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Touch Me Not won the Golden Bear at the 2018 Berlin film festival.

Best of Berlin International Film Festival 2018: sexually charged docudrama wins Golden Bear, as Wes Anderson’s doggy tale shines

Touch Me Not, a film about a woman with intimacy issues has taken out the coveted award, but it wasn’t without competition from Anderson’s Isle of Dogs


This year’s Berlinale, on paper at least, had the potential to be rather lively. To begin with, it was the first major film festival in the post-Harvey Weinstein world. The sex abuse scandals that have rocked Hollywood and the resulting #MeToo and #Time’sUp movements were always likely to dominate chatter during the 12-day festival – and needless to say, they did.

Then there was the festival itself. Artistic director Dieter Kosslick may have claimed there were “lots of smiles and sunny skies” at this 68th edition, but his selection was under scrutiny after an open letter was published by Spiegel Online last year. Signed by 79 German filmmakers, including Maren Ade ( Toni Erdmann ) and Fatih Akin (In the Fade), it called for a “new start” to the selection committee when Kosslick’s contract expires in 2019.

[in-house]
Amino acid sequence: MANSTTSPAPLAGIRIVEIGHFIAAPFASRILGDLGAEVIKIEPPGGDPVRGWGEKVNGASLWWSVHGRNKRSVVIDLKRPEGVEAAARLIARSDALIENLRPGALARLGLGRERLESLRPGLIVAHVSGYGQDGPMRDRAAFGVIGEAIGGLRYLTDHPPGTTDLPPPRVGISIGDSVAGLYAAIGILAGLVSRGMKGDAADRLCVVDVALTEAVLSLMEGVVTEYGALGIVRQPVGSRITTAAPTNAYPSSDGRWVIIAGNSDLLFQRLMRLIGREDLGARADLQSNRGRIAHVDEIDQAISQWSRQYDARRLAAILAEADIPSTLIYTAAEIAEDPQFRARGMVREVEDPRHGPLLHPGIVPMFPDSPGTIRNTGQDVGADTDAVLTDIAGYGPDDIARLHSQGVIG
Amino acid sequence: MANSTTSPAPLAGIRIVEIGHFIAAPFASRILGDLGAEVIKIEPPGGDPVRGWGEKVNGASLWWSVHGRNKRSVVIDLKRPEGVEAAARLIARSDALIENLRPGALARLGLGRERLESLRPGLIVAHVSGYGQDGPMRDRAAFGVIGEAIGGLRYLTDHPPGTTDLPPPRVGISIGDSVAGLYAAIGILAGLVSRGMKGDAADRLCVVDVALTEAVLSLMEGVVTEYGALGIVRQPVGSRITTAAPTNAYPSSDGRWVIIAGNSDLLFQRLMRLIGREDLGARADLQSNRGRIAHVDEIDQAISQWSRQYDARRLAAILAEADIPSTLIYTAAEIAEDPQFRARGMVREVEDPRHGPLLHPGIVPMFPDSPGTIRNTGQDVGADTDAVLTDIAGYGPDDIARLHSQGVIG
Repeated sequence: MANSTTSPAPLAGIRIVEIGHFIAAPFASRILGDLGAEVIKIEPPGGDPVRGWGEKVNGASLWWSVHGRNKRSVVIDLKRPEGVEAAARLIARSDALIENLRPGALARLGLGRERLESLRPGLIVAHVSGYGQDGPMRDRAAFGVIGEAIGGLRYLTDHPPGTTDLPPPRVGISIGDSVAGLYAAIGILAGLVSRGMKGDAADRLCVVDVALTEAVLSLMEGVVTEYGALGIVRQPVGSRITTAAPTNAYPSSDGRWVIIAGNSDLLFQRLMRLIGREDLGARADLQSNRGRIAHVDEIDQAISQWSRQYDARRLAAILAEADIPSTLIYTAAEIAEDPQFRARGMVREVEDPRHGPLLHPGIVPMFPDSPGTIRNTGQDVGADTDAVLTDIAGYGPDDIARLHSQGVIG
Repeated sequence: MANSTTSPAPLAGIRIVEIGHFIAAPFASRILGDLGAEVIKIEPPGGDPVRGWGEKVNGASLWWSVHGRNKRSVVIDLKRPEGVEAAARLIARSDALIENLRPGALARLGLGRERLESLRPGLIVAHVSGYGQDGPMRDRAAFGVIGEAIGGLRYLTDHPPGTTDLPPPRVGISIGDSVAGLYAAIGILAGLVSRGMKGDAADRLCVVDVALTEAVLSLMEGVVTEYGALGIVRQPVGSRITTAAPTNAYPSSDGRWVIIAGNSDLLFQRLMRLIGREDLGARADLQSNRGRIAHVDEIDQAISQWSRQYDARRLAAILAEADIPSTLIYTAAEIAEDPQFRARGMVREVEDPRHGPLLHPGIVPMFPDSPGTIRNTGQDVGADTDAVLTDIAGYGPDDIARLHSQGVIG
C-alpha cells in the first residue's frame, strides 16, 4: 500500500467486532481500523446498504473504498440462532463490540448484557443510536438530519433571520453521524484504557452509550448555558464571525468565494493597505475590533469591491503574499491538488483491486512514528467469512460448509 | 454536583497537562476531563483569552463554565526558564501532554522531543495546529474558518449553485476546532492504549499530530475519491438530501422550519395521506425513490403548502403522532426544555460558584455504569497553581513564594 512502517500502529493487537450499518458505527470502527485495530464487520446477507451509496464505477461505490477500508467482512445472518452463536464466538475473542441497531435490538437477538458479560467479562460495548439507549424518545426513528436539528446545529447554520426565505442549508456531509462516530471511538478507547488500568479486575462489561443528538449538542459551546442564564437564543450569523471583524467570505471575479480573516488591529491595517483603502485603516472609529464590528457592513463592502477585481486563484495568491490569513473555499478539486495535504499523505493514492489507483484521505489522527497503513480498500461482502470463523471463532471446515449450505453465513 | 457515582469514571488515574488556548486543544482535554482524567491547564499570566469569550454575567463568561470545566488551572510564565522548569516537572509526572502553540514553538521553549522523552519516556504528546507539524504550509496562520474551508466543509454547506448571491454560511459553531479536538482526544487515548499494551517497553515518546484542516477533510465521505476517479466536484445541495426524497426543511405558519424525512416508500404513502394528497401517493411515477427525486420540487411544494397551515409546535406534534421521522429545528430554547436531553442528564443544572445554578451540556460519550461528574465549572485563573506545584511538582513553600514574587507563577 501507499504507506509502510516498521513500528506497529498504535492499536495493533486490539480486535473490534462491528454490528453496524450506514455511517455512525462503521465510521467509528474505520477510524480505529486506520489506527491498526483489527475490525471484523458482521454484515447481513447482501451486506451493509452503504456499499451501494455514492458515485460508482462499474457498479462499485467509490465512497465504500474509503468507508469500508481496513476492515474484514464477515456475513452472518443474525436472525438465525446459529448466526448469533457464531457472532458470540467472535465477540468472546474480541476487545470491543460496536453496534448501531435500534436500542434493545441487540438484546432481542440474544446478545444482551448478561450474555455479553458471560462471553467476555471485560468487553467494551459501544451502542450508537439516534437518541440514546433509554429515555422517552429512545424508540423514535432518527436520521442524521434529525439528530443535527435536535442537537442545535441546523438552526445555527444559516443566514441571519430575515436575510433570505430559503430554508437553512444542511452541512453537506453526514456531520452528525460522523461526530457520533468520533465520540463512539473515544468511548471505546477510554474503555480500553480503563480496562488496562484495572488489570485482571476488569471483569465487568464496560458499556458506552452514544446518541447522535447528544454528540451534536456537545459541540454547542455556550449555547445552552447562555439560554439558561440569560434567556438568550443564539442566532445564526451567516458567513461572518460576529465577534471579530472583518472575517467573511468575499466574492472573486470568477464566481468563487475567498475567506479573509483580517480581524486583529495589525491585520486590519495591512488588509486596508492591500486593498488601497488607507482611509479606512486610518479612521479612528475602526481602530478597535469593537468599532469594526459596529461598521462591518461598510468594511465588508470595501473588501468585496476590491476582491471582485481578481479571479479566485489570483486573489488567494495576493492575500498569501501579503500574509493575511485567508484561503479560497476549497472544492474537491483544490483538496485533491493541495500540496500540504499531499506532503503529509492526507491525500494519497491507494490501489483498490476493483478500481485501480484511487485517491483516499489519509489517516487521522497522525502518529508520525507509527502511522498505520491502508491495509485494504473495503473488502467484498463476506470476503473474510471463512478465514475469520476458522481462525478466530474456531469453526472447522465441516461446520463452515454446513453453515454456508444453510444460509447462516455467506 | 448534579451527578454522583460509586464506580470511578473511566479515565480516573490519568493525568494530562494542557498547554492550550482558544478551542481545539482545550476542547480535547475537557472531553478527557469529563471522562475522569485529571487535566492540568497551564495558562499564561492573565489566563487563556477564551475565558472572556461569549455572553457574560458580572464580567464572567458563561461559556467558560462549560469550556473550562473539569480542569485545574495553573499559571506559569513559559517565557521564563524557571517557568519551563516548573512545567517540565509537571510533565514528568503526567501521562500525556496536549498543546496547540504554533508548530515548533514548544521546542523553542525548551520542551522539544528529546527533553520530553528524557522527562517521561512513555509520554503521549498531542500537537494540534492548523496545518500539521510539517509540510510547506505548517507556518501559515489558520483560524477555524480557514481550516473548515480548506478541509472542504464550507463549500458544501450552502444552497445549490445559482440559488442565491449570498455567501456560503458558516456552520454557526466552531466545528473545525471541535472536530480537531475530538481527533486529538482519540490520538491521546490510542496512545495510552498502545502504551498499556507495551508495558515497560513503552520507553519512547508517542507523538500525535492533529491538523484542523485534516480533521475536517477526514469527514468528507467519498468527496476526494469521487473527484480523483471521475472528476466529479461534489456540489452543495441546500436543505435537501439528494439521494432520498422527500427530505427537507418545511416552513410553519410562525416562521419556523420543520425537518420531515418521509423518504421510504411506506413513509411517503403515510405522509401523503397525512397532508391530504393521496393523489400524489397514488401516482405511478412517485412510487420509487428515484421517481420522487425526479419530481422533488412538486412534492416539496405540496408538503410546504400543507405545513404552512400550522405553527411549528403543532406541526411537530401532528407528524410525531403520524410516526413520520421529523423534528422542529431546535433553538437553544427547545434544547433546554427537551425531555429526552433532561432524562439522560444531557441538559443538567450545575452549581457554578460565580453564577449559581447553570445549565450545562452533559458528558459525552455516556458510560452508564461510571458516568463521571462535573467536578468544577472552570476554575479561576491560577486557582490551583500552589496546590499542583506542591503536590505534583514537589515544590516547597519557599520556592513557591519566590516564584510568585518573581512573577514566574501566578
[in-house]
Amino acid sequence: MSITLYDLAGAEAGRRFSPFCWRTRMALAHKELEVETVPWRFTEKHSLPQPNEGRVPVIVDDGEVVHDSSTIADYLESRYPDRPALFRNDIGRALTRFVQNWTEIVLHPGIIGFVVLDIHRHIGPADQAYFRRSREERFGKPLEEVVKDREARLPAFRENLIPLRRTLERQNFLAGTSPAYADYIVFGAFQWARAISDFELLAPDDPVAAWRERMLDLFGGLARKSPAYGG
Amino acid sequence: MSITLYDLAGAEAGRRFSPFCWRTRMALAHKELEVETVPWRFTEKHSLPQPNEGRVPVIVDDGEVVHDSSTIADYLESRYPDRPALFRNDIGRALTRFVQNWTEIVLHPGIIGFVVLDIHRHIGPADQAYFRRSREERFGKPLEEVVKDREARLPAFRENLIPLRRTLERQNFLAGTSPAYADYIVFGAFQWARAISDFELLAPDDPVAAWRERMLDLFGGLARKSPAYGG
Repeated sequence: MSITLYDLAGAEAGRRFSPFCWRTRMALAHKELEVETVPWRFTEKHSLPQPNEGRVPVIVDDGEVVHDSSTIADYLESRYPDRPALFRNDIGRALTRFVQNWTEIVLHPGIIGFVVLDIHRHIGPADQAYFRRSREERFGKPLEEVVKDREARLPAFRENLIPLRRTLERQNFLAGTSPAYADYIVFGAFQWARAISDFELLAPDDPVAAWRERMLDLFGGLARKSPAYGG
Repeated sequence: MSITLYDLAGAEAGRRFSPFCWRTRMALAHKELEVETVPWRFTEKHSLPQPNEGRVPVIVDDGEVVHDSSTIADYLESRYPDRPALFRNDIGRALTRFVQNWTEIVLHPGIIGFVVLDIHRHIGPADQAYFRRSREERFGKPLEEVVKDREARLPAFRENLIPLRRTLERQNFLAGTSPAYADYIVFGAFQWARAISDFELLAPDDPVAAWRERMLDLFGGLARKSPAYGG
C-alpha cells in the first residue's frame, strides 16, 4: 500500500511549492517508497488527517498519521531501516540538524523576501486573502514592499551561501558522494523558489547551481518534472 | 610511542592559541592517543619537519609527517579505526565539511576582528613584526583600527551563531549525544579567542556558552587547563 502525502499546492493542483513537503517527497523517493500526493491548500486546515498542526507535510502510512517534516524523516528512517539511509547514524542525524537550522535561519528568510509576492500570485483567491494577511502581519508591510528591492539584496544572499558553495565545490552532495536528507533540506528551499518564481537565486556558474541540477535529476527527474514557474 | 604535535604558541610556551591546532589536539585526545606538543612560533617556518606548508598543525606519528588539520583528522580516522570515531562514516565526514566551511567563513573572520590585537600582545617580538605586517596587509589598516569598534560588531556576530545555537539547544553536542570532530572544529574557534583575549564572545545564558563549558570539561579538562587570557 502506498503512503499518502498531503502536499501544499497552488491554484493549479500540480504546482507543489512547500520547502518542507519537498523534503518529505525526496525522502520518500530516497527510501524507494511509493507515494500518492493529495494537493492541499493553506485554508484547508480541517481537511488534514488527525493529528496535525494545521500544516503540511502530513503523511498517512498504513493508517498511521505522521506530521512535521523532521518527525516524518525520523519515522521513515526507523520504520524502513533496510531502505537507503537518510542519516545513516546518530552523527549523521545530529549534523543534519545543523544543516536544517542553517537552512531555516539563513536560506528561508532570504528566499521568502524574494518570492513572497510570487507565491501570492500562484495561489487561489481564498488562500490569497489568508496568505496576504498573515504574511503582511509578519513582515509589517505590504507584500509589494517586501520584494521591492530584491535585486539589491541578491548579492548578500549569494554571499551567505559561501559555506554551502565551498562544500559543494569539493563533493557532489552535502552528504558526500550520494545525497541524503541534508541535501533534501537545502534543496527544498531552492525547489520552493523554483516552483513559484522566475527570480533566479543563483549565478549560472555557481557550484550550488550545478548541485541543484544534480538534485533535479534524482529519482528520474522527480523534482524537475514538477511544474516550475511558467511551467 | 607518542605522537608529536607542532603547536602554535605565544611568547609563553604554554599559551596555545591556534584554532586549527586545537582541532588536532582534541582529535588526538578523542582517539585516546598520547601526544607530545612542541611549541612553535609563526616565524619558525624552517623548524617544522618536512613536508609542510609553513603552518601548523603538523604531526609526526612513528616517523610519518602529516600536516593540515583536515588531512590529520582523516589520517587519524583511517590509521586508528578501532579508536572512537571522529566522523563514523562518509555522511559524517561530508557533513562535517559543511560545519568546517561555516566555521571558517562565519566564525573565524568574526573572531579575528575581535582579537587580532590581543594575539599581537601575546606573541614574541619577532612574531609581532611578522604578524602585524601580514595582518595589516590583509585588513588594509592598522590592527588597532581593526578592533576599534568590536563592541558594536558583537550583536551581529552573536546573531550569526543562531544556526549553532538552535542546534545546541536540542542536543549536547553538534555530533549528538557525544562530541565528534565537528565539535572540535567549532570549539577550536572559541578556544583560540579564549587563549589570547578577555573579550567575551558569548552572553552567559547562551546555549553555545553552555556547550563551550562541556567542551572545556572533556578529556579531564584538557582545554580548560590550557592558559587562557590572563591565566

Isle of Dogs by Wes Anderson opened the 2018 Berlin International Film Festival.

Still, the under-fire head could not have picked a better opening with Wes Anderson’s Isle of Dogs. His second stop-motion animated film, after the Roald Dahl adaptation Fantastic Mr. Fox, this politically-charged tale set in Japan told of a world where canines are banished to Trash Island. With voices provided by several Anderson regulars, including Ed Norton, Bill Murray and Jeff Goldblum, it’s sharply observed and beautifully made.